Style Guides: A primer

I dare say everyone who writes at all regularly, even for casual purposes, knows that it’s vital to have access to a dictionary. And with so many of them now online for free, there’s really not much of an excuse not to use one.

But what about a style guide? Do you need to use one? And by “use,” I mean “have access to and perhaps own.” Isn’t that like a usage guide? No. A style guide is not a usage guide. Most of them contain some usage guidance, but that’s not the point of a style guide.

Continue reading “Style Guides: A primer”

The requisite end-of-year post, or “four books I read this year and think you will enjoy”

I’m the first to admit I don’t read for pleasure nearly as much as I’d like. That’s something to work on in the coming year. However, of the handful of books I did read this year, I’ve chosen four I think will interest most of you.

They’re in alphabetical order by author’s last name. No favoritism, nothing hinky going on. I decided to organize them by some normal, rational method. (That should tell you how important I think they are.)

The Joy of Syntax, June Casagrande. The grammar lovers among you need this book. I mean, NEED it. This is the deep stuff you know you should know (it even says so in the subtitle!), but it’s not intimidating. At all. If the thought of opening Greenbaum or Huddleston & Pullum scares the bejeezus out of you, this is the book you want. (I own both of those, too. I’ve used them, but I use this more.) It’s written in her trademark style, as if you’re sitting on her porch sipping a cool drink on a hot day and chatting. You know, about infinitives and clauses and the subjunctive mood. As one does.

I particularly like this, the final paragraph from Part 1, Chapter 1 (“Who’s in Charge Here?”): “A great deal of modern-day grammar confusion stems from people not understanding the role of style guides. Their rules are not meant as definitive statements on what’s right or wrong. They simply work as playbooks to be followed by anyone who wants to follow them. But the rest of us are not bound by them—a fact some people fail to understand.”

You Are What You Speak, Robert Lane Greene. The subtitle tells you what you need to know about this one: “Grammar Grouches, Language Laws, and the Politics of Identity.” The introduction’s by John McWhorter. With only eight chapters, this book packs a lot of punch into a small space, covering language myths, peeververein (my preferred term instead of “sticklers”), linguistics, nationalism (“You live here now, so speak X”), language legislation, and alternative ways of considering language, in addition to a few topics I haven’t mentioned.

I give you two quotes, because I have to limit myself somehow, don’t I? “Language is too enjoyable to get so angry about it” is the first. The second is this: “A truly enlightened attitude to language should simply be to let six thousand or more flowers bloom.” All right, I lied. Three quotes. “In this world of homogenization—everyone speaking one standard language the same way, all the time—are we richer or better off? Not at all.”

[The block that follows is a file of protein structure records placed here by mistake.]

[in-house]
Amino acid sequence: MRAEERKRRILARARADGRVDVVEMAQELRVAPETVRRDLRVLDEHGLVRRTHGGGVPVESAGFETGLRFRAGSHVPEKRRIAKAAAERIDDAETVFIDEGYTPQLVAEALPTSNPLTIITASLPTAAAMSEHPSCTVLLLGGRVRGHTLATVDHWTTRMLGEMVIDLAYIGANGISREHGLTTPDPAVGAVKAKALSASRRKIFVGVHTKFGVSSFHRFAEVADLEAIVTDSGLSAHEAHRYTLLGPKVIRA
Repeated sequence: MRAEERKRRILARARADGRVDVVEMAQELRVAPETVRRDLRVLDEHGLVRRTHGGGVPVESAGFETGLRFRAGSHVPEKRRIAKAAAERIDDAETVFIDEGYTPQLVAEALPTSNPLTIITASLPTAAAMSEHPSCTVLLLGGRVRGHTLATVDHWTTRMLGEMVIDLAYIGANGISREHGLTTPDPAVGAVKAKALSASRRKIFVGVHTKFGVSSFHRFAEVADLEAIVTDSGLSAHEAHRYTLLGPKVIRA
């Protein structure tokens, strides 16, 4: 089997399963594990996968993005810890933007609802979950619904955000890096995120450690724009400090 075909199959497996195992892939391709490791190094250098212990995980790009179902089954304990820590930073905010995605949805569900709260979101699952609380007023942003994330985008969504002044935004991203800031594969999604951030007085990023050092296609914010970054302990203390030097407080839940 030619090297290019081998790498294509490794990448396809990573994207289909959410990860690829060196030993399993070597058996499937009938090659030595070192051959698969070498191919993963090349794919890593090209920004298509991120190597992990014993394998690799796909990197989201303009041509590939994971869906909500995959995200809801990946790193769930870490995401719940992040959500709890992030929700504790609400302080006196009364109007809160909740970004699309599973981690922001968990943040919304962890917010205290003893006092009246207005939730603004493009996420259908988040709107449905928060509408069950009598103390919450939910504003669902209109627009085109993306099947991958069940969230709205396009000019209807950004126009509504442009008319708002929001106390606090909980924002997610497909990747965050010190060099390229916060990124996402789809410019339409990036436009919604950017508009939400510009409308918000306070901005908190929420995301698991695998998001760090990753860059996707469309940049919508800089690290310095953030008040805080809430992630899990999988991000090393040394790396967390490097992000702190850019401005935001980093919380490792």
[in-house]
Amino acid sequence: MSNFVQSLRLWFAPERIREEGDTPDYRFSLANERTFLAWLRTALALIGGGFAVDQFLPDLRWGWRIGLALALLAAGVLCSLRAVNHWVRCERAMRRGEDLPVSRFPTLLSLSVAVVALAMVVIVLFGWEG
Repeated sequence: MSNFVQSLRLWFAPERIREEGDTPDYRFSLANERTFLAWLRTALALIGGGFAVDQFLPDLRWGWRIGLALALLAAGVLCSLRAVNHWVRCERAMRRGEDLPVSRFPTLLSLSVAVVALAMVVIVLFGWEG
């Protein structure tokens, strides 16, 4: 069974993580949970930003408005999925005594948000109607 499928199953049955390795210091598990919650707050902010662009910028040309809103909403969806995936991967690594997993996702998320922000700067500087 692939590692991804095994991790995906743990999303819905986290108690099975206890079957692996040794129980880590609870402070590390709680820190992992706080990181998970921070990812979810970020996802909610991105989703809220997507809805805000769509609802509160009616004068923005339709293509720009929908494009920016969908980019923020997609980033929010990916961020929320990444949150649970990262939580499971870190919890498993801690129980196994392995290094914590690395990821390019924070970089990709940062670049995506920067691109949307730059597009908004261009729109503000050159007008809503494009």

The Prodigal Tongue, Lynne Murphy. Here’s another where the subtitle is defining (as one should be, but often is not): “The Love-Hate Relationship Between American and British English.” If you don’t know Professor Murphy, she’s a linguist born in the US and living in the UK, currently teaching at the University of Sussex. There’s so much to delight in, in this book! If you are familiar with her blog, “Separated by a Common Language,” you already know the kinds of things she gets tied up in. Here are 350+ pages of such discussions, clarifications, and outright flinging up of hands.

For this one, I give you my favorite chapter title: “America: Saving the English Language Since 1607.” I’ll also tell you I was greatly entertained by the discussions of which English invented what word/phrase. Lots of finger-pointing goes on, lemme tell you. Lynne sorts it. And yet, through it all, she doesn’t take sides. Not really. You want to know more? Read the book, honey.

Word by Word, Kory Stamper. Subtitled “The Secret Life of Dictionaries,” this is a charming in-depth look at lexicography. At the work of defining words. Like “is.” Someone has to write those definitions, y’know.

It’s nearly impossible to choose a quote or excerpt, but I forced myself. In her discussion about the letters of the alphabet and which are “better” or “worse” from a definer’s standpoint, we come to this.

S is, to put it in the modern vernacular, the worst. It is the longest letter in the book and an absolute heartbreaker, because you can see the end of the alphabet from it, and you know that once you clear S, you are moving on to T–Z, and half of those are barely even letters. But SS goes on for-fucking-ever. Exactly 11 percent of your dictionary is made of words that begin with S. One-tenth of your dictionary is made up of one twenty-sixth of the alphabet. I bet the guy in the picture who supposedly went home and shot himself was in the middle of S when he did.”

So, there you have them: four books I read (or reread) this year that I think will be of interest to you. Happy New Year, folks.

Thought for the day, July 25, 2018

“A great deal of modern-day grammar confusion stems from people not understanding the role of style guides. Their rules are not meant as definitive statements on what’s right or wrong. They simply work as playbooks to be followed by anyone who wants to follow them. But the rest of us are not bound by them–a fact some people fail to understand.”